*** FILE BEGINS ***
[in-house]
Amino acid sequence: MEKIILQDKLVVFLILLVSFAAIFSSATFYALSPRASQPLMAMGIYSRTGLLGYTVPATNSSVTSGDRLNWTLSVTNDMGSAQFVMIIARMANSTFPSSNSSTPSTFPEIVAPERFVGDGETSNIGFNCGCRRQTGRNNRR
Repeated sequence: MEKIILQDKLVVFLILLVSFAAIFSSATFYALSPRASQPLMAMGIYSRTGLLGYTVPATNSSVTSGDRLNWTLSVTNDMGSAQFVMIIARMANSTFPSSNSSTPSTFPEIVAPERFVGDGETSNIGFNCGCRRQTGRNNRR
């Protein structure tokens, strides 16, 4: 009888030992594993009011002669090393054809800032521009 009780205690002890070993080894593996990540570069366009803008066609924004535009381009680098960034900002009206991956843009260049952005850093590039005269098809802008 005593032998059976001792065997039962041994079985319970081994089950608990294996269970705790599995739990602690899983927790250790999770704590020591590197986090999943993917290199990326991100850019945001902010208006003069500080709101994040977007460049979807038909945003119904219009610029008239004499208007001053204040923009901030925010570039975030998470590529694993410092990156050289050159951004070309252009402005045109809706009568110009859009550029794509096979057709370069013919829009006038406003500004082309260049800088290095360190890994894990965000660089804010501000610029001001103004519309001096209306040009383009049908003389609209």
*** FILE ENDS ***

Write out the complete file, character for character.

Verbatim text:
[in-house]
Amino acid sequence: MEKIILQDKLVVFLILLVSFAAIFSSATFYALSPRASQPLMAMGIYSRTGLLGYTVPATNSSVTSGDRLNWTLSVTNDMGSAQFVMIIARMANSTFPSSNSSTPSTFPEIVAPERFVGDGETSNIGFNCGCRRQTGRNNRR
Repeated sequence: MEKIILQDKLVVFLILLVSFAAIFSSATFYALSPRASQPLMAMGIYSRTGLLGYTVPATNSSVTSGDRLNWTLSVTNDMGSAQFVMIIARMANSTFPSSNSSTPSTFPEIVAPERFVGDGETSNIGFNCGCRRQTGRNNRR
């Protein structure tokens, strides 16, 4: 009888030992594993009011002669090393054809800032521009 009780205690002890070993080894593996990540570069366009803008066609924004535009381009680098960034900002009206991956843009260049952005850093590039005269098809802008 005593032998059976001792065997039962041994079985319970081994089950608990294996269970705790599995739990602690899983927790250790999770704590020591590197986090999943993917290199990326991100850019945001902010208006003069500080709101994040977007460049979807038909945003119904219009610029008239004499208007001053204040923009901030925010570039975030998470590529694993410092990156050289050159951004070309252009402005045109809706009568110009859009550029794509096979057709370069013919829009006038406003500004082309260049800088290095360190890994894990965000660089804010501000610029001001103004519309001096209306040009383009049908003389609209």